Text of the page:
It was a brilliant, sunny day when we arrived at Quinta do Mourão, just down the river and around the bend from Peso da Régua in the heart of the Douro’s Baixo Corgo. The panorama above was taken facing Northwest-ish from the main house with the Aquapura Douro Hotel on the far left and westernmost outskirts of Peso da Régua on the far right. It makes the area look deceptively flat, but that’s because Quinta do Mourão sits right on the edge of what was probably a very old flood plain before the Douro was dammed. Behind the house the terrain begins to rise, giving a more familiar look to the vineyards in the rolling hills of the Baixo Corgo.
Quinta do Mourão has been owned by the Braga family since it was purchased by father Mario in 1972, but its history dates much further back – it is listed on Baron Joseph James Forrester’s famous 19th Century map of the alto Douro. The main house and chapel are believed to date back to the 16th Century, and considerable work was needed to bring them back to serviceable condition. The winemaking and aging was all done in an adega under the main house until a new winery was completed east of the main house in 2002. Long-term aging for their tawny Ports still occurs in an old armazem west of the main house and across highway N222.
The family owns 4 other Quintas, and if you have eaten at D.O.C. then you have probably seen one of them. The picturesque village across the river from D.O.C. in Folgosa is called Covelinhas, and the Quinta overlooking that village from the west (your left) is Quinta da Poisa. That is where the core of the 10-yr old White Port’s grapes come from.
Enough history! Our tour began at the main house with a quick introduction. We then piled into a couple of cars and a flatbed work truck for a ride up to the armazem since our modern and very comfortable motor coach would not have been able to navigate roads that exist purely for work purposes. All the better for an adventure!
The armazem is a very old building. Parts of its walls and floors appear to be made from schist, like so much else in the Douro. The rest is concrete or larger rocks, all the better to help maintain a consistent temperature for Port storage. The Toneis or at least the ones down in front which a visitor might see, all have fancy frontings that make them look old, sturdy, and even elegant.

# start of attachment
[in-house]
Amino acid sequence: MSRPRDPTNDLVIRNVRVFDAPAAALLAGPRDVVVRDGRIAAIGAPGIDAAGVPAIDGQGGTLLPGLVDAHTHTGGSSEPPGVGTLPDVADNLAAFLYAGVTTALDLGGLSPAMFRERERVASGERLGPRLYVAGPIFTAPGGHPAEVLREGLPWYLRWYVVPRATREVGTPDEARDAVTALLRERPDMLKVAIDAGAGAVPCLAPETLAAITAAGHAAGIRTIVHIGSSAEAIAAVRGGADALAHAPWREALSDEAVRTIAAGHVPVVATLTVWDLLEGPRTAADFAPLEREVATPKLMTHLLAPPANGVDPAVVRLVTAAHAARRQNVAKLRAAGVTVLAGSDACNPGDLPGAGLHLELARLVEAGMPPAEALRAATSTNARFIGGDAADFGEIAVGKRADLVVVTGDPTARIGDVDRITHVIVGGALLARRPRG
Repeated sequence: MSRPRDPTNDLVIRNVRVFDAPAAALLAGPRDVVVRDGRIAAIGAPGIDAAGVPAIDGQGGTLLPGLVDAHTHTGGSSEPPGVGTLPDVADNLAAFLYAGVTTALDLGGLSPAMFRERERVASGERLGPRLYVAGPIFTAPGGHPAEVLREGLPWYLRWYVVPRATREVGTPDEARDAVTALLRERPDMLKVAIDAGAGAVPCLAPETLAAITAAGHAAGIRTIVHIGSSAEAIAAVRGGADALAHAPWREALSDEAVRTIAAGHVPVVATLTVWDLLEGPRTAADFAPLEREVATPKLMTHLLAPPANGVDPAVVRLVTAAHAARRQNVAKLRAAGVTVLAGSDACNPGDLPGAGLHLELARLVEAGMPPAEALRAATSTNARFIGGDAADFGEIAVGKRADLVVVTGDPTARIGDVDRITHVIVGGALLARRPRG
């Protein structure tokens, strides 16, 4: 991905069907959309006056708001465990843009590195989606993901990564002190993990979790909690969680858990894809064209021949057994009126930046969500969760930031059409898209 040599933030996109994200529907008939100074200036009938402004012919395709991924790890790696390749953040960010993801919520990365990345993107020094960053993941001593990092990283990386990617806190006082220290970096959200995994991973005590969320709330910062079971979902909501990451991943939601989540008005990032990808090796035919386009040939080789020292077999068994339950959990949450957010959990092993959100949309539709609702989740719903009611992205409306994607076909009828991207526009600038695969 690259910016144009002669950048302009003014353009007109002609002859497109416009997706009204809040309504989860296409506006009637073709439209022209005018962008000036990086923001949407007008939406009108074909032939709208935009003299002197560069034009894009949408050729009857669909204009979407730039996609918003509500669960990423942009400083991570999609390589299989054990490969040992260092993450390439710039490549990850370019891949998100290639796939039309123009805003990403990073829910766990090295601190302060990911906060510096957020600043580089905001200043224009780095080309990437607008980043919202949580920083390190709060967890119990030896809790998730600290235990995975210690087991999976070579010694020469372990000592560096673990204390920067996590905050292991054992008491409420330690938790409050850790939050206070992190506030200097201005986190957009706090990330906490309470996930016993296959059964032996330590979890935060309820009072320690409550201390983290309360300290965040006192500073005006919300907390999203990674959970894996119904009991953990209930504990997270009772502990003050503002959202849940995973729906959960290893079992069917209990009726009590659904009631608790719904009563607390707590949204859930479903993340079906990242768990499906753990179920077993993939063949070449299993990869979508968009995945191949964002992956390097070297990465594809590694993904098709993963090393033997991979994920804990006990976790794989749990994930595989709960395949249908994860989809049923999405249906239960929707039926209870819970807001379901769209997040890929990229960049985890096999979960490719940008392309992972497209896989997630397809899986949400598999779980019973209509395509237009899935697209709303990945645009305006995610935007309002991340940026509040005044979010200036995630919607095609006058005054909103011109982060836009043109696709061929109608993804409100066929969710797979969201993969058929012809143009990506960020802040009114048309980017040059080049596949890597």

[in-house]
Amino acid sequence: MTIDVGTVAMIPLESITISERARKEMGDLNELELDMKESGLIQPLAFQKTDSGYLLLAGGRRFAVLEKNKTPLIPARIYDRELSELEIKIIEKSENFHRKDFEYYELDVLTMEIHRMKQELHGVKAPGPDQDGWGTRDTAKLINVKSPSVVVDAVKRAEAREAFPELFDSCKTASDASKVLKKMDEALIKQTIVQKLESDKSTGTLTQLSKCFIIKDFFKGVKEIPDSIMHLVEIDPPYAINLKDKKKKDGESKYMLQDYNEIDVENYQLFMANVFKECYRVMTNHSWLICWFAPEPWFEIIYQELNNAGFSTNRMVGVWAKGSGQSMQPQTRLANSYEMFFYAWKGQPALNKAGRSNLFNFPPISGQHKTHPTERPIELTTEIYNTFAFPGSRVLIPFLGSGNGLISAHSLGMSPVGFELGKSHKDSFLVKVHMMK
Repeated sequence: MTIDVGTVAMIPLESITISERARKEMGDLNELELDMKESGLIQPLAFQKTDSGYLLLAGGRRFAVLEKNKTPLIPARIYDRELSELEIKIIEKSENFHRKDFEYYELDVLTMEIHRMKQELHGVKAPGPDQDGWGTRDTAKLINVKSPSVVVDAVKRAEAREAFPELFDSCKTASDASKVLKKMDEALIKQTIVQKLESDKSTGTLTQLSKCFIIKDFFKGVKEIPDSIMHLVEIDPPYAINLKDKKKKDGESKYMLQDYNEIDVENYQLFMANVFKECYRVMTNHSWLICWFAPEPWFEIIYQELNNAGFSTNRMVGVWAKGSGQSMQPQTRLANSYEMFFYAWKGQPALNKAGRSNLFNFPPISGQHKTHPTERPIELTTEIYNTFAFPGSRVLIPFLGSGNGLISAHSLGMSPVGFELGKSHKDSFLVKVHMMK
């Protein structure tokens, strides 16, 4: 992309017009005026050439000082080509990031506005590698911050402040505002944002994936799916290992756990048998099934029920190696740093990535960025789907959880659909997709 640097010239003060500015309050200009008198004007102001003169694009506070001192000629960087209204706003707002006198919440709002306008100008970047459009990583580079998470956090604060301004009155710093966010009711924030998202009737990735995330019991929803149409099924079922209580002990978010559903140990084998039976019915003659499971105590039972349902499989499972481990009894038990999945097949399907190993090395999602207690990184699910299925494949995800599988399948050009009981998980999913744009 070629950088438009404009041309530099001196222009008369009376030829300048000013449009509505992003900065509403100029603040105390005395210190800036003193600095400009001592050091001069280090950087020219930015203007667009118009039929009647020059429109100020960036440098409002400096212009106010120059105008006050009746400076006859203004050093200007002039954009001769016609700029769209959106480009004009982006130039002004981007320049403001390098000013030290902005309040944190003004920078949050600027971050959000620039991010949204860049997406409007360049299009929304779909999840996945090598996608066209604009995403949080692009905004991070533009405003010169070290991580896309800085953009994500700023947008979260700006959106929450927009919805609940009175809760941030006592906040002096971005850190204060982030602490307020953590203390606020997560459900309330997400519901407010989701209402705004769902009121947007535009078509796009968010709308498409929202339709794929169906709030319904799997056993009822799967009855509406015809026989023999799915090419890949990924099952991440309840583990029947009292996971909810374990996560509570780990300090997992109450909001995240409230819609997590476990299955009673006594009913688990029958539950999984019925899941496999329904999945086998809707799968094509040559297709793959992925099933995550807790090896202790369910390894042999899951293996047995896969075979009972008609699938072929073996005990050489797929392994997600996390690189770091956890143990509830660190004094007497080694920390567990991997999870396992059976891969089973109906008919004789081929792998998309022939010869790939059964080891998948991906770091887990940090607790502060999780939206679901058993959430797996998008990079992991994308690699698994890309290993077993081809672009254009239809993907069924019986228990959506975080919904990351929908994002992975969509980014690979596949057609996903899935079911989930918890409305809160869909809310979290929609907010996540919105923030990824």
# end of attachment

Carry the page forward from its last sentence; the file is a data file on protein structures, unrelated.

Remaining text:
We began our sampling at the left end of the building from Tonel #6, which looked to my untrained eye to be ~10,000 liters in size. (Not too bad, as it and the others all turned out to be ~12,000 liters.) Miguel told us that it is a blend that’s around 12 years old which he uses as the base wine for the S. Leonardo 10 Year Old Tawny Port.
Just a couple of steps away was our next stop, Tonel #8. Miguel explained that this is a 1984 Colheita that serves as the mother wine of the S. Leonardo 20 Year Old Tawny Port. The group sort of fell silent as we tasted it, because it was amazing. I asked Miguel why he didn’t just bottle it straight because it was so good, and he replied with a twinkle in his eye, “this way it lasts longer.”
As we returned to the mid-point of the armazem and the main entrance, we also reached our next destination. Tonel #9, the mother-of-all-30-yr-olds. Or at last the ones that come from Quinta do Mourão. Tonel #9 contains a 1972 Colheita which was interesting to many of us because Ports from 1972 are relatively rare. As good as Tonel #8 was, Tonel #9 blew it away. There’s something about tasting straight from the cask at the Quinta. We took turns tapping the precious liquid within and talking casually with Miguel and amongst ourselves, enjoying the gorgeous day. After 15-20 minutes we loaded back into the cars and the work truck and headed back down to the main house.
We toured the winery, which was busy with the harvest. It is a very modern facility typical of those that have been upgraded or built in the last 15-20 years. Modern steel tanks hold the product of the stone lagars until it is either ready for bottling or transfer to the larger wooden Tonels in the armazem.
Waiting for us at the main house on a patio with an adjacent (mostly) shaded walkway was a typically-Portuguese array of appetizers and a chilled glass of the S. Leonardo 10 Year Old White Port. It was refreshing and paired very well with the appetizers. This was all meant simply to carry us through until lunch was ready, which it soon was.